Quick question re. difference in trades:

Discussion in 'Royal Signals' started by RTFM, Sep 21, 2006.

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  1. I've had a look over the the RS trades website and am slightly confused as to the difference between the IS Engr and the IS Engr Tech trades..

    As far as I can tell IS Engrs are solely IT and the Techs are involved with radios as well?

    Also are the IS Engrs just glorified helpdesk bodies, or do they actually get involved in the more "nitty gritty" side of the network administration?

    And finally, just out of interest, how much of the army's systems run on *nix?

    Cheers for any replies (standing by for any incoming rivalry between the two trades).

  2. Oh Christ, I'm keeping my head down. This is a biatchfest waiting to kick off yet again.

    However - very quickly - within 2 yrs or so, the Sys Engr Tech and Info Sys Engr trades are merging to become the Communication Systems Engineer anyway, so the differences that are there now are about to go. IS engrs train up on administering operating systems (including unix, but mainly Win2K as a baseline), all the TCPIP networking, administering cisco routers and switches, running an IT service desk, setting up messaging (exchange, X400). They also do IT security, installing apps and basic databases. They all do ECDL during training.

    I'll let a tech explain the sys eng tech bits.

  3. May i take the rains and explain the techy bit,

    at bramcote the roles were quite clearly defined up to a point, (through trial and error) we the techs were basically setting up the satcom/ISDN links and general vehicle connectivity inside and out, and the IS guys would crack on doing software stuff, they were very busy guys and so were we, any faults would usually be jointly rectified by the tech being called out first usually and would fault find up to a point of knowledge. If it was a software based issue the IS guy would take over.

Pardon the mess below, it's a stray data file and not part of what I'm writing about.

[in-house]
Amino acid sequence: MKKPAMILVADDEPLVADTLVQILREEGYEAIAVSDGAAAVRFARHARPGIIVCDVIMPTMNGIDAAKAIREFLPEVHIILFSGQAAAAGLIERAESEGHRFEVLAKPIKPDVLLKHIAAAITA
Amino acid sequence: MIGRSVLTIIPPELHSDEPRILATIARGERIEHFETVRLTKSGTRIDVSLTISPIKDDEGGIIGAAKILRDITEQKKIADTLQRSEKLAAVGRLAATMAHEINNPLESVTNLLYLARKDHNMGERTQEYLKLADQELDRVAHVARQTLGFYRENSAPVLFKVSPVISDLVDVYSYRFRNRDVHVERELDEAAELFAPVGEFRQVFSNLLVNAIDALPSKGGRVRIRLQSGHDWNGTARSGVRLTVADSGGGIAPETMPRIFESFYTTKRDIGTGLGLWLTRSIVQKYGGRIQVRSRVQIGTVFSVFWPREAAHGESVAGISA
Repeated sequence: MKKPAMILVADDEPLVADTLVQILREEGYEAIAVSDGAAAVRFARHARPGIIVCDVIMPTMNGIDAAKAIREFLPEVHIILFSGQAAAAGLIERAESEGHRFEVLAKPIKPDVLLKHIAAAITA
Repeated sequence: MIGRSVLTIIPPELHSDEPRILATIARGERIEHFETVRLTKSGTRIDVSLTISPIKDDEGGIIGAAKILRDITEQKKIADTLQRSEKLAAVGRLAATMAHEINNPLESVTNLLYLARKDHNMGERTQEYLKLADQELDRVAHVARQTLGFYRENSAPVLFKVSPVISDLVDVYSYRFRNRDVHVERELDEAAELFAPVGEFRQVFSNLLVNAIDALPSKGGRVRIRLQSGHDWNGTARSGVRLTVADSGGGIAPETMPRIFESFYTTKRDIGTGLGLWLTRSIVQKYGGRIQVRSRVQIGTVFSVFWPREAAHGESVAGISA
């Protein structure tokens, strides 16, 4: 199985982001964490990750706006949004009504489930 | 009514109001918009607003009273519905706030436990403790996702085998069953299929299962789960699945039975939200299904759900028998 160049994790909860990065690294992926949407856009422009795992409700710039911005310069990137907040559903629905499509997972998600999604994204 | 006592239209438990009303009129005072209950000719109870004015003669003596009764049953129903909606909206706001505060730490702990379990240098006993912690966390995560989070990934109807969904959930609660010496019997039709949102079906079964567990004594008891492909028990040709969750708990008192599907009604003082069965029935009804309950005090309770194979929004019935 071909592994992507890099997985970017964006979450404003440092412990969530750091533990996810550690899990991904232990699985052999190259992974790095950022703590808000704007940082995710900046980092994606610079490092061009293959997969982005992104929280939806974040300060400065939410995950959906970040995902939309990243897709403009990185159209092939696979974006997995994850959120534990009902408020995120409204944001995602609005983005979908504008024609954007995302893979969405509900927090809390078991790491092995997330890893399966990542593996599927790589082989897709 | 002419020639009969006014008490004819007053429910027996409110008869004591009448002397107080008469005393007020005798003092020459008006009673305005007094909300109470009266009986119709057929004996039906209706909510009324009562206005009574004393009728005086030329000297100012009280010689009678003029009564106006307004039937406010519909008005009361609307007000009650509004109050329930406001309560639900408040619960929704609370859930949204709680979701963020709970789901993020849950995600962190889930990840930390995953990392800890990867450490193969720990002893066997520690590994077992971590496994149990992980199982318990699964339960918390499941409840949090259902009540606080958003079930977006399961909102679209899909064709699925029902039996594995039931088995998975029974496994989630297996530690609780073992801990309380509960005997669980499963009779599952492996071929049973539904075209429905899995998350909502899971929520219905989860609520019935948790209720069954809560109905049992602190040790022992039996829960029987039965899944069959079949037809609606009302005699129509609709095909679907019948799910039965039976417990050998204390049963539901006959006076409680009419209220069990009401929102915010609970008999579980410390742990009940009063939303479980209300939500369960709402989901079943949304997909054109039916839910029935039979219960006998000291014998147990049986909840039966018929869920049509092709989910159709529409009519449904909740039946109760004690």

Basically the jobs were very similar in respect of the fact that the techs needed to be very knowledgeable of the kit they were setting up and fault finding on and the Is guy needed to know an equal amount on the kit he was setting up and software faultfinding on so the amalgamation of the two trades seems very logical and only make the trade better in usefulness terms.
  4. Key tapping was much more easily defined.

    You tapped them or you mended them

    Larkspur.....>Ahhhhhh those were the days.....

    Op/Tech.......now it's all blurry and overlaps....

    Keep taking the pills soldier........
  5. Nice one, that's made it clearer.